Over many years of covering festivals one of the most often heard complaints concerns photographers and TV camera crews blocking the audience view, wandering onstage during a performance or using a flash or TV lighting. With the proliferation of smart phones and iPads, now the audience can join, resulting in a sea of selfie sticks and tablets held above their heads
|A sea of smartphone screens is always fun to watch|
Photographer Hedd Thomas decided it was time to take a look at the problem, and, with his tongue firmly in his cheek, has come up with a list of five points to remember when attending a concert.
|Crawling into a distracting position is fun for everyone|
1. Shoot at quiet times in the music. Composers include quiet sections specifically to be filled with the sweet sound of a DSLR’s mechanical shutter or a point-and-shoot’s electronic beeps. Only you can provide them.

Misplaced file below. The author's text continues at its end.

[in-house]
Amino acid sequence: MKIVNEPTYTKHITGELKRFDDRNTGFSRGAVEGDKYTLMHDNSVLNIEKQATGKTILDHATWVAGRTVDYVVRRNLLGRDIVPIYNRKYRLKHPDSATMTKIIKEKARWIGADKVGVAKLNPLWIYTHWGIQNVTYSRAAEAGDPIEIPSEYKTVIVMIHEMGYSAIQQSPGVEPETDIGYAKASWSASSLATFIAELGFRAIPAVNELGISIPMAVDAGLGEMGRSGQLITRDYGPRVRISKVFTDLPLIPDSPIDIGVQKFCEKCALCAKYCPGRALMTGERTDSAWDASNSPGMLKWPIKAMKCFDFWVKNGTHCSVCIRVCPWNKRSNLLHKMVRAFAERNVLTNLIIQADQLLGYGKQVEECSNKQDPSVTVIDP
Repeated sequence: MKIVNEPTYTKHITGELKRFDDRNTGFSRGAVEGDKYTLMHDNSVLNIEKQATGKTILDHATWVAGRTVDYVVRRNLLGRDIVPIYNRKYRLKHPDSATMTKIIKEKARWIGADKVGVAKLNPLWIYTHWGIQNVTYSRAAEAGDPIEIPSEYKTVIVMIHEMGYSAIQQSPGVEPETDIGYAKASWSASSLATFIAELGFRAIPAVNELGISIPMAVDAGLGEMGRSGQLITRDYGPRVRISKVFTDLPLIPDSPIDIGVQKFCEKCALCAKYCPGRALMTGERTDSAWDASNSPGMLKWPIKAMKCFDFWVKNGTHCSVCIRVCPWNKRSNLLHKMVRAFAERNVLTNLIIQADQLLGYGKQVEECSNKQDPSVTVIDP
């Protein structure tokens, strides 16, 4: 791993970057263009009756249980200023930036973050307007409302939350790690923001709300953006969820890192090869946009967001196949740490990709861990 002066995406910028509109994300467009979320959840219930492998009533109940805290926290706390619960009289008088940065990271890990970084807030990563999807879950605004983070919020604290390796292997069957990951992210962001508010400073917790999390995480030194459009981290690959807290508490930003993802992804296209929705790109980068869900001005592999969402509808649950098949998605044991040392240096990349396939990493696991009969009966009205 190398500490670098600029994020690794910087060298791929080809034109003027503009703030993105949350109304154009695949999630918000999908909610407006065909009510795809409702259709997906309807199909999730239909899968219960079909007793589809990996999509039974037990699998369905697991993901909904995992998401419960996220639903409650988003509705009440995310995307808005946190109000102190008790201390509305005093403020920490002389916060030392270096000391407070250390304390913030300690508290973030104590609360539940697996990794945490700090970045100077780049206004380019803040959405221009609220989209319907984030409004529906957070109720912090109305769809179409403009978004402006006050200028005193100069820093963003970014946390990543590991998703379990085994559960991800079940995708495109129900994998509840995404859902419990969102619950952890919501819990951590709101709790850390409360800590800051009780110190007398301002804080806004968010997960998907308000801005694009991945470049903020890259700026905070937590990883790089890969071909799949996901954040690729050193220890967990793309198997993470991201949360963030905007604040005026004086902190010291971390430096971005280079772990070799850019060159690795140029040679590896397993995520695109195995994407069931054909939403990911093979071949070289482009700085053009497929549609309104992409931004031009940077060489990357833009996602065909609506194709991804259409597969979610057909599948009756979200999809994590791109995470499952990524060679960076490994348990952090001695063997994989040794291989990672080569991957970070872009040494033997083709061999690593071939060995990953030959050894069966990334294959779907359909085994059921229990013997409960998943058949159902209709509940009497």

2. Always shoot with flash. Musicians secretly want to be distracted by a sudden bright light so as to have an excuse for their mistakes, and audiences and lighting directors alike crave clarity, if only for a millisecond.
3. Get in people’s way. The audience is there to appreciate the music, so what does it matter if they can’t see? By obstructing their view you’re helping them remember what’s important. It’s a win-win situation, and they’ll thank you when they see the results.
|Always hold your selfie stick high so everyone can enjoy it|
4. Show others what you’re shooting. Brighten that LED screen and stick it up for all to see. You give value for money by letting the audience see not just one performance on stage but two, three or eighteen identical ones dotted all around.
|Always stand when you pose for a photo|
5. Remember, you’re the most important person there. Music passes in the moment, but your work will endure. Because if you don’t document it with 397 stills, 20 selfies, 9 videos and a sound recording, it’s as if the concert never happened.
|Performers love flash photography and extra video lighting|